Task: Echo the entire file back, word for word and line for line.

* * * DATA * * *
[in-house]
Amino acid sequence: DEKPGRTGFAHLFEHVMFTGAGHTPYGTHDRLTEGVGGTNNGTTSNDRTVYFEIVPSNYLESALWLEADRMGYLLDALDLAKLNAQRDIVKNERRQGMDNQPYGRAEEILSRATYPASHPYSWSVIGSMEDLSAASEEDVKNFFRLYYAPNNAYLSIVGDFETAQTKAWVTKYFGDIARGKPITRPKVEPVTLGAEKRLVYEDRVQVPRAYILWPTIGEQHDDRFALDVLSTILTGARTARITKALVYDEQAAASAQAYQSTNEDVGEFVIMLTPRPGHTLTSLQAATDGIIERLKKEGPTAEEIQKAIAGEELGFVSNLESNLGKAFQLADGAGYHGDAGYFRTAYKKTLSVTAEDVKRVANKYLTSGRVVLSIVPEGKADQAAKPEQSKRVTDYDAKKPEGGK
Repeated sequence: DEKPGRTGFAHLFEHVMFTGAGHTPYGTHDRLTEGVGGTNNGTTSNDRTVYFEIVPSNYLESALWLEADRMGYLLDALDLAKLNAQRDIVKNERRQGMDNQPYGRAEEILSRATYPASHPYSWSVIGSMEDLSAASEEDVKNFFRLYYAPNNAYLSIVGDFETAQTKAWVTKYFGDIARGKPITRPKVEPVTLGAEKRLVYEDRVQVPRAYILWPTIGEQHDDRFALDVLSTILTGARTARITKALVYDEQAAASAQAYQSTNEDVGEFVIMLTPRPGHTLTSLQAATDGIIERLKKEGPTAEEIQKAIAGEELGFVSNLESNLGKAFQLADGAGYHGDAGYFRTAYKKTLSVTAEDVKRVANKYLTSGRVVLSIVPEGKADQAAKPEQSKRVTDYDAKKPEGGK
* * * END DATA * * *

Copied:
[in-house]
Amino acid sequence: DEKPGRTGFAHLFEHVMFTGAGHTPYGTHDRLTEGVGGTNNGTTSNDRTVYFEIVPSNYLESALWLEADRMGYLLDALDLAKLNAQRDIVKNERRQGMDNQPYGRAEEILSRATYPASHPYSWSVIGSMEDLSAASEEDVKNFFRLYYAPNNAYLSIVGDFETAQTKAWVTKYFGDIARGKPITRPKVEPVTLGAEKRLVYEDRVQVPRAYILWPTIGEQHDDRFALDVLSTILTGARTARITKALVYDEQAAASAQAYQSTNEDVGEFVIMLTPRPGHTLTSLQAATDGIIERLKKEGPTAEEIQKAIAGEELGFVSNLESNLGKAFQLADGAGYHGDAGYFRTAYKKTLSVTAEDVKRVANKYLTSGRVVLSIVPEGKADQAAKPEQSKRVTDYDAKKPEGGK
Repeated sequence: DEKPGRTGFAHLFEHVMFTGAGHTPYGTHDRLTEGVGGTNNGTTSNDRTVYFEIVPSNYLESALWLEADRMGYLLDALDLAKLNAQRDIVKNERRQGMDNQPYGRAEEILSRATYPASHPYSWSVIGSMEDLSAASEEDVKNFFRLYYAPNNAYLSIVGDFETAQTKAWVTKYFGDIARGKPITRPKVEPVTLGAEKRLVYEDRVQVPRAYILWPTIGEQHDDRFALDVLSTILTGARTARITKALVYDEQAAASAQAYQSTNEDVGEFVIMLTPRPGHTLTSLQAATDGIIERLKKEGPTAEEIQKAIAGEELGFVSNLESNLGKAFQLADGAGYHGDAGYFRTAYKKTLSVTAEDVKRVANKYLTSGRVVLSIVPEGKADQAAKPEQSKRVTDYDAKKPEGGK